Yosemite is “not just a great valley, but a shrine to human foresight, the strength of granite, the power of glaciers, the persistence of life, and the tranquility of the High Sierra”. It’s honestly one of the most beautiful places I’ve ever been. And complimenting its breathtaking beauty, is its history. Abraham Lincoln signed legislation in 1864 declaring Yosemite protected land, however it didn’t become an official National Park until 1890. In 1903, President Theodore Roosevelt spent three days camping in Yosemite with John Muir. I find that really cool!
The history of Yosemite includes the names of its hotels, camping village and ski area. In 1899, David and Jenny Curry opened a tented camp in Yosemite. Their advertising slogan was “a good bed and clean napkin with every meal”. They charged $2, the equivalent of $60 today. Curry Village was where I made our reservations. I really wish I had saved that confirmation email for posterity, because about a month before our trip, I got another email saying that our reservation had not changed however Curry Village had been renamed and we were now going to be staying at Half Dome Village. WHAT?! Curry Village is iconic!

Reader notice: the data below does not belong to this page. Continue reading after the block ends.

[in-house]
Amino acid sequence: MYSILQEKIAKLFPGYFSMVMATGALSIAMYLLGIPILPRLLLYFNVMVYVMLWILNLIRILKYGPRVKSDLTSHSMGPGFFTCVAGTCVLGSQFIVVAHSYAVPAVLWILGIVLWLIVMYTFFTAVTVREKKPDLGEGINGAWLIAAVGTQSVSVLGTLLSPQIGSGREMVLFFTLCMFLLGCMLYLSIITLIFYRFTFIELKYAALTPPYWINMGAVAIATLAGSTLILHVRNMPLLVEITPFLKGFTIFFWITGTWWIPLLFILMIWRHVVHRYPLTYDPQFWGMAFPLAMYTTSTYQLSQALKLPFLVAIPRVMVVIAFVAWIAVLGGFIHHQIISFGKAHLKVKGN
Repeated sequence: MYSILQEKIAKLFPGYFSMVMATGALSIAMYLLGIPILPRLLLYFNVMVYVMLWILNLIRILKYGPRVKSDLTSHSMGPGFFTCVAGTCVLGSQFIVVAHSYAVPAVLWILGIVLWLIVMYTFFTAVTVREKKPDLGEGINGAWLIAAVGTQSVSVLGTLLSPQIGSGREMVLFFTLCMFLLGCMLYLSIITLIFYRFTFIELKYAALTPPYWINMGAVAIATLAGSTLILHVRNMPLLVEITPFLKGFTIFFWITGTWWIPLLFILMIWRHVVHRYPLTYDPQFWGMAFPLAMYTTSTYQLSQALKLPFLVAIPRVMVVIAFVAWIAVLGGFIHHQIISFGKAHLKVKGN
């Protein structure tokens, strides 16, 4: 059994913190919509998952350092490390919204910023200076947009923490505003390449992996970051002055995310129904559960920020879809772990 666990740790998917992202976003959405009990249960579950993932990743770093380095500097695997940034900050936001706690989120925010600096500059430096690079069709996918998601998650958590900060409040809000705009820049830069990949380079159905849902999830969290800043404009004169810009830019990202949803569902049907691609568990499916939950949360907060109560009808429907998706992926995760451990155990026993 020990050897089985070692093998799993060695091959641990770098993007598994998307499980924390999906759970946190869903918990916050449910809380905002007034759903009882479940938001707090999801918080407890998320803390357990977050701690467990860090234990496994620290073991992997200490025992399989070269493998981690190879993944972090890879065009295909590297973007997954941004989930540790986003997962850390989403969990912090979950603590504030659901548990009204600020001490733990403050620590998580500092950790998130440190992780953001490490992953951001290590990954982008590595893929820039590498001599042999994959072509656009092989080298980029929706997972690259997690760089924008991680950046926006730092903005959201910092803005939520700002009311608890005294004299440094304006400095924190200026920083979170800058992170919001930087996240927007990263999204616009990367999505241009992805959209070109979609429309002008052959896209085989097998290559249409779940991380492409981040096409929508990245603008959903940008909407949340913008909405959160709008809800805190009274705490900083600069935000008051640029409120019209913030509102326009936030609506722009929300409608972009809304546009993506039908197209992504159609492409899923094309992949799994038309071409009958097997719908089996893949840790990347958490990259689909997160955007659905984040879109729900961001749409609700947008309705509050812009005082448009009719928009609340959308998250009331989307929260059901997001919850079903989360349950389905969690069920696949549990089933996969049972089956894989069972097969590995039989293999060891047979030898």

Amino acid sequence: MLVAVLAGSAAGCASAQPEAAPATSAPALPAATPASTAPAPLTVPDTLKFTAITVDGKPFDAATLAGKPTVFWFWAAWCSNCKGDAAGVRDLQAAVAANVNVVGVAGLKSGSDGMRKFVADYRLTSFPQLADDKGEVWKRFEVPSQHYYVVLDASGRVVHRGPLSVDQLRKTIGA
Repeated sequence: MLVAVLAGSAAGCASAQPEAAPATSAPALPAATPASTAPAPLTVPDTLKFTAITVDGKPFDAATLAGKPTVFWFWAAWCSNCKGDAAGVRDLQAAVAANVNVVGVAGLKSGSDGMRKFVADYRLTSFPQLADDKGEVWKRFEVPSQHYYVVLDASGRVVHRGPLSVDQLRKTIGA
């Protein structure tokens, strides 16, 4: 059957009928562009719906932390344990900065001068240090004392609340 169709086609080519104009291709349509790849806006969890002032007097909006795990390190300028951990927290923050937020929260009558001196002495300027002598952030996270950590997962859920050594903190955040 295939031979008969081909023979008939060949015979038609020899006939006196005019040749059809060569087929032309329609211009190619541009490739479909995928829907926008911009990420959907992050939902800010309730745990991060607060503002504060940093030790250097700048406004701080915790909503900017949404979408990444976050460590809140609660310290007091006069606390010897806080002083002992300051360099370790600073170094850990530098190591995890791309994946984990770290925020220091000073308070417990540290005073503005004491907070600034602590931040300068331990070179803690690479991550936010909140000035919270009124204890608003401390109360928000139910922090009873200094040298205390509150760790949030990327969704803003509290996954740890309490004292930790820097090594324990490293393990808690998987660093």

I hopped online to find out what was going on and was shocked to learn that there was a naming rights dispute. Delaware North was the company that had been in charge of Yosemite’s restaurants, hotels and outdoor activities since 1992 and it lost the bid to renew its contract. It claimed it owned the rights to the names and wanted $50 million for them. The National Park Service contends that naming rights were never part of the original contract, however while this is being fought in court the name changes were required so the new concessions company could take over operations. Delaware North also claims that it owns the name Yosemite, however this isn’t being changed during the dispute.
The names affected are:
I know nothing about naming rights, but it seems absolutely absurd to me that a company that won a concessions bid in 1992 is claiming it owns National Park names that have been around for close to a century or more. I hope it gets figured out soon, but in the meantime let me assure you that Yosemite by any other name will smell as sweet.
Up next: Arguably one of the best hiking experiences of my life. And we hike a lot. Who needs Half Dome? See previous post.